Father Augusto Zampini Davies is a RC priest, Moral Theologian and theological advisor to CAFOD. In the first in a series of blogs reflecting on love of creation, he explains how we can confront the ‘globalisation of indifference’ this Lent.
Do you sometimes feel that you are not as joyful as you should be? It happens to me quite often. I remember being embarrassed about my indifference in a visit to Zimbabwe with CAFOD. The people I met there face many challenges. Yet, when they gather together for Mass in a Church, or discuss a problem as a community under a Baobab tree, they discover a joy that is out of this earth. Or is it?
In his latest document, Evangelii Gaudium (The Joy of The Gospel) (2014), Pope Francis has exhorted all Catholics to renew the beauty of life. The inspiring Good News of Jesus Christ should set our spirits on fire, transforming our beings and enabling us to reveal the Kingdom of God.
Why are we so indifferent?
If the Joy of the Gospel transforms us, both personally and socially, why are so many Christians not being attentive to the cry of the poor –as we should as be as good disciples of Christ? Why do we tend to defend and sustain an arguably damaging economic model of growth that, although it brings wealth to some, it rules out millions of people? Why are we so indifferent?
Surely being a Christian is about developing a heart capable of healing those who are wounded and consoling those who suffer, of forgiving the ones who hurt us and of loving all –even our enemies. Surely, too, many Catholics I know strive to walk through this path. So what is impeding us to feel compassion and to respond to the outcry of the poor?
Pope Francis believes that a culture of perennial prosperity is to be blamed, because it is deadening us, hence not enabling the gospel to sparkle our souls. While we are thrilled if the market offers us something new to purchase, the Pope complains, we are not moved by the cry of the poor (Evangelii Gaudium, n.54). In order to ‘have’ more, and to live more comfortable (welfare), we are losing sight of what it means to ‘be’ more, and to live with and for others. And indifference to those in need beclouds the Gospel’s joy.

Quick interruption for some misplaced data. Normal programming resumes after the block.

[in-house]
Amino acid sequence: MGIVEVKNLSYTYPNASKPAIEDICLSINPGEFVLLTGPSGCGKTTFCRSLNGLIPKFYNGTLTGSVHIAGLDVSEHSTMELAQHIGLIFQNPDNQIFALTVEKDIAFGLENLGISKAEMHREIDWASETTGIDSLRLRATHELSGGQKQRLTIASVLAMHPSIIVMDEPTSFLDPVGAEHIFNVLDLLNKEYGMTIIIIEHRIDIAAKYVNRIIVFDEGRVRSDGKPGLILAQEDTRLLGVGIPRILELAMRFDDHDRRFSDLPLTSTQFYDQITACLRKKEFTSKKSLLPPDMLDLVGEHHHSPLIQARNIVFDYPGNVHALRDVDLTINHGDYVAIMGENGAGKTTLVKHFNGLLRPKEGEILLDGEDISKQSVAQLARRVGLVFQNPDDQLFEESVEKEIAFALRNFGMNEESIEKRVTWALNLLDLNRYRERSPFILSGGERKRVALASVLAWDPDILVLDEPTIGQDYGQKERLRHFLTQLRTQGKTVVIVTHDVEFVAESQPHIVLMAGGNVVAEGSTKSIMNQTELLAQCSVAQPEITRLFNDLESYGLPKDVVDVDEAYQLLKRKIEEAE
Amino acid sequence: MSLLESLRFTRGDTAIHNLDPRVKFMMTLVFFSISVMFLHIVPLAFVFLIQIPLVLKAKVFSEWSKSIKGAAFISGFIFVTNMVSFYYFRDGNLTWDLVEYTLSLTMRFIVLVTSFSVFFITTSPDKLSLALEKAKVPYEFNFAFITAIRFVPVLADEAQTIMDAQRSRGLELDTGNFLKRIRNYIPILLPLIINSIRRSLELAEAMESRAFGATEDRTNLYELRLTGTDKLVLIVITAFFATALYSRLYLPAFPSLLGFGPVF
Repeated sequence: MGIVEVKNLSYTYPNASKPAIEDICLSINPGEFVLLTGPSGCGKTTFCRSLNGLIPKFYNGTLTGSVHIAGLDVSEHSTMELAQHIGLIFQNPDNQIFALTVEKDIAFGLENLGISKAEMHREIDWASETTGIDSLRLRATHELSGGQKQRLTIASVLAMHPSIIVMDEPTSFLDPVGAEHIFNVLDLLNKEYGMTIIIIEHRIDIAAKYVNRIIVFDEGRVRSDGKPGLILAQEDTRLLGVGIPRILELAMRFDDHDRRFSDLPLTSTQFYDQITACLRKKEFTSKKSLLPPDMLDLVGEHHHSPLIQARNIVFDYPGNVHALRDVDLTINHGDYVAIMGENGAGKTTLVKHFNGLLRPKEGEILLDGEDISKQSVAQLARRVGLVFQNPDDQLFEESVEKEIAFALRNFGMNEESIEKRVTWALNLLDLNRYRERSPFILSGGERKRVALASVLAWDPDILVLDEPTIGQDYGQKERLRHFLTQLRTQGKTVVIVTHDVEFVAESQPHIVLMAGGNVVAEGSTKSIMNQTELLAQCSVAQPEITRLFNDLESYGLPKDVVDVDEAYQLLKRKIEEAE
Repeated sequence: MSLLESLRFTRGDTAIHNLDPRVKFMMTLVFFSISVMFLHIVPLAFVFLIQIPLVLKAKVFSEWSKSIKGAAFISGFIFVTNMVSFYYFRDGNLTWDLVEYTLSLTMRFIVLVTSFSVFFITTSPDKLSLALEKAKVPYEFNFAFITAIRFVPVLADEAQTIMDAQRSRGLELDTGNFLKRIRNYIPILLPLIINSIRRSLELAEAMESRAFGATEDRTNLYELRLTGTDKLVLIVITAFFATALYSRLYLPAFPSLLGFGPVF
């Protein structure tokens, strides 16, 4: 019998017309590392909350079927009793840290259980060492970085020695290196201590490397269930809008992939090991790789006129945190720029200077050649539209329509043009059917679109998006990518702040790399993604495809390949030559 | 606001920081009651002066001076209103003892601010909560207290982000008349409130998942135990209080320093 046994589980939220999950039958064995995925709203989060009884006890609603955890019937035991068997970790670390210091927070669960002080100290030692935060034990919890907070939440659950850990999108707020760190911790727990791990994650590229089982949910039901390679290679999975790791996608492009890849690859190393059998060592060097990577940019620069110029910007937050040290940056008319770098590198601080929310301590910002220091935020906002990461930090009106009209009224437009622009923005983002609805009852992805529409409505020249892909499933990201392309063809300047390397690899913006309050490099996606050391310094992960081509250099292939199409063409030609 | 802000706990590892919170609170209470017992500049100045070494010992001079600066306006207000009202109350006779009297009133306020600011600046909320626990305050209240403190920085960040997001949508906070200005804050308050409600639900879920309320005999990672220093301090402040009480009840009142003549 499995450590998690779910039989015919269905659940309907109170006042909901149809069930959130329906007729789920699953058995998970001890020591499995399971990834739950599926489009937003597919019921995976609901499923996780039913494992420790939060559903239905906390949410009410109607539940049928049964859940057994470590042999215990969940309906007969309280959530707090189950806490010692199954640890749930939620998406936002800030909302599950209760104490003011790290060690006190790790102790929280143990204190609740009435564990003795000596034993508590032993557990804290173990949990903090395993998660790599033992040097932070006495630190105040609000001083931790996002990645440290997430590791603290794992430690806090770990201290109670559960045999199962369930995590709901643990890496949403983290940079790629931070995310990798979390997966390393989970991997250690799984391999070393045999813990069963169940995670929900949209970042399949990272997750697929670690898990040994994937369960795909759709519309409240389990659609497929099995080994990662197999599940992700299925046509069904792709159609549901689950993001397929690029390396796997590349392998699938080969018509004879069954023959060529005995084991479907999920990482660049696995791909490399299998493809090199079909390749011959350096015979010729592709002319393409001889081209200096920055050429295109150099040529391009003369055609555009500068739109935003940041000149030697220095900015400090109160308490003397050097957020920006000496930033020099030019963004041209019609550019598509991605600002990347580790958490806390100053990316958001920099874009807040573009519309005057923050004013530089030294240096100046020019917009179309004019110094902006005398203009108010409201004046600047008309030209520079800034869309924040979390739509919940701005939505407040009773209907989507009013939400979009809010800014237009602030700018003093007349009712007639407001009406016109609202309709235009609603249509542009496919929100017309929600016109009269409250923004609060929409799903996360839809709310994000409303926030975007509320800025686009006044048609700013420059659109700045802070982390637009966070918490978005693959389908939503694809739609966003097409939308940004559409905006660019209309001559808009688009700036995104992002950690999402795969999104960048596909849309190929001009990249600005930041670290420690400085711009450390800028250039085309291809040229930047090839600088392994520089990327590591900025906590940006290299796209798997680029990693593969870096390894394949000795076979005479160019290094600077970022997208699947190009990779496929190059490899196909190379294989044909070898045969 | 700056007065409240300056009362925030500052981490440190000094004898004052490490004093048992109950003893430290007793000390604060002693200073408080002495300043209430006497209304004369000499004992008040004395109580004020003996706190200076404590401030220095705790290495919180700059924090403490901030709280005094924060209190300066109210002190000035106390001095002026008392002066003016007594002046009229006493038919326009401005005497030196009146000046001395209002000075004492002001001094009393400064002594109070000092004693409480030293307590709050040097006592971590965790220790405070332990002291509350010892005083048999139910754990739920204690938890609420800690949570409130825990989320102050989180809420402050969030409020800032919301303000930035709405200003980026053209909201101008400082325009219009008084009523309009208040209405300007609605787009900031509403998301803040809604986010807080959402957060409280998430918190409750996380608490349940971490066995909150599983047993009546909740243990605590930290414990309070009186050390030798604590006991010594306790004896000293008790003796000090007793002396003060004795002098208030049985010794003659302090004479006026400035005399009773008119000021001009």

Indifference towards creation
Yet a globalisation of indifference is not restricted to poverty and inequality. It comprises also an indifference towards climate change, and how it is affecting the most vulnerable human beings and species of the planet, as well as threatening the wellbeing of future generations. John Paul II, in his message for the World Day Peace in 1990, explained how biblical considerations on the created world help to understand better the intimate relationship between human activity and the whole creation. When human beings turn back on the creator’s plan to love and care for our neighbours, this also has inevitable repercussions on the rest of the created order. “Therefore the land mourns and all who dwell in it languish, and also the beasts of the field and the birds of the air and even the fish of the sea are taken away” (Hos 4:3).
Benedict XVI has gone even further to explain this close connection between human activity and the natural world. In his social encyclical Caritas in Veritate, he reminds us that the way we treat other people is reflected in the way we treat other creatures and nature, and vice-versa. People who exploit, dominate and are violent with human beings, often do likewise with nature. And those who treat nature just as resource to be exploited at whatever cost, have also a tendency to do likewise to human beings, particularly in the labour market. So how can we move away from this natural and human ecological misconduct?
A radical ecological conversion
Given that any of us can fail into this attitude of domination that blurs our compassionate heart, John Paul II –alongside the Patriarch Bartholomew I- claimed in 2002 for a radical ecological conversion. They explained that personal conversion, which should trigger solidarity with those in need, is not enough. Ecological conversion is also needed in order to trigger solidarity with other creatures, particularly those in risk of extinction, and with the whole creation.
Solidarity yielding from personal-ecological conversion, therefore, seems to be the antidote to globalisation of indifference to poverty and climate change.
A constant ecological conversion and on-growing solidarity can help redress the dark sides of a culture of perennial prosperity and on-growing consumerism. An ecological conversion and solidarity allow us also to seek for authentic human fulfilment. They help us to recover our compassionate hearts and, alongside fellow sisters and brothers and other creatures, heal each other’s wounds. And this surely provides room for the Joy of the Gospel. It is thought Pope Francis will expound on this in his future encyclical on the environment, expected to be issued this summer.
Let us learn to open our hearts, and like my Zimbabwean friends, be passionate witnesses to the love of creation.
Creator God, open our eyes to see your love throughout creation. Inspire us to treat creation and each other as you would, with respect and compassion. We ask this through Jesus Christ, your Son, our Lord. Amen.